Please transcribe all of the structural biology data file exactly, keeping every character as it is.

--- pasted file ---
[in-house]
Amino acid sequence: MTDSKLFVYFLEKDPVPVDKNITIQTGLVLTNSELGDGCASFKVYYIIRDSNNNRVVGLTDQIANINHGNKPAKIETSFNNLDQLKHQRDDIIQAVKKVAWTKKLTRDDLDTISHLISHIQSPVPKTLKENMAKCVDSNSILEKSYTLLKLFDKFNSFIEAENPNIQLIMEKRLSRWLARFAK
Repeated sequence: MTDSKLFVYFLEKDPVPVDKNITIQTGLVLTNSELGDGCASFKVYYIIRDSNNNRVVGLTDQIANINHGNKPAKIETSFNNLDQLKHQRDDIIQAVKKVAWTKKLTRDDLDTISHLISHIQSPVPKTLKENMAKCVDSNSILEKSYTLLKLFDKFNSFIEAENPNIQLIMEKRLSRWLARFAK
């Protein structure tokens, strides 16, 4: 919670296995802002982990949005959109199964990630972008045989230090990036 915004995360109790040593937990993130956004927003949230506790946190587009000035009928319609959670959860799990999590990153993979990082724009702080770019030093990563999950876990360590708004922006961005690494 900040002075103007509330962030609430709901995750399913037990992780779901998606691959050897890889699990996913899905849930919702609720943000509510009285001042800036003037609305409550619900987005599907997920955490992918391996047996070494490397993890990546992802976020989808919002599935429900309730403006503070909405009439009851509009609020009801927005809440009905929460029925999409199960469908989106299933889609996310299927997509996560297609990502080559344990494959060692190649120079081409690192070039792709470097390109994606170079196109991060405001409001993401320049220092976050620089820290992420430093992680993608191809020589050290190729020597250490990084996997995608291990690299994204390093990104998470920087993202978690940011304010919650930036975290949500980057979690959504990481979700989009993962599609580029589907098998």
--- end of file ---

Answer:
[in-house]
Amino acid sequence: MTDSKLFVYFLEKDPVPVDKNITIQTGLVLTNSELGDGCASFKVYYIIRDSNNNRVVGLTDQIANINHGNKPAKIETSFNNLDQLKHQRDDIIQAVKKVAWTKKLTRDDLDTISHLISHIQSPVPKTLKENMAKCVDSNSILEKSYTLLKLFDKFNSFIEAENPNIQLIMEKRLSRWLARFAK
Repeated sequence: MTDSKLFVYFLEKDPVPVDKNITIQTGLVLTNSELGDGCASFKVYYIIRDSNNNRVVGLTDQIANINHGNKPAKIETSFNNLDQLKHQRDDIIQAVKKVAWTKKLTRDDLDTISHLISHIQSPVPKTLKENMAKCVDSNSILEKSYTLLKLFDKFNSFIEAENPNIQLIMEKRLSRWLARFAK
């Protein structure tokens, strides 16, 4: 919670296995802002982990949005959109199964990630972008045989230090990036 915004995360109790040593937990993130956004927003949230506790946190587009000035009928319609959670959860799990999590990153993979990082724009702080770019030093990563999950876990360590708004922006961005690494 900040002075103007509330962030609430709901995750399913037990992780779901998606691959050897890889699990996913899905849930919702609720943000509510009285001042800036003037609305409550619900987005599907997920955490992918391996047996070494490397993890990546992802976020989808919002599935429900309730403006503070909405009439009851509009609020009801927005809440009905929460029925999409199960469908989106299933889609996310299927997509996560297609990502080559344990494959060692190649120079081409690192070039792709470097390109994606170079196109991060405001409001993401320049220092976050620089820290992420430093992680993608191809020589050290190729020597250490990084996997995608291990690299994204390093990104998470920087993202978690940011304010919650930036975290949500980057979690959504990481979700989009993962599609580029589907098998």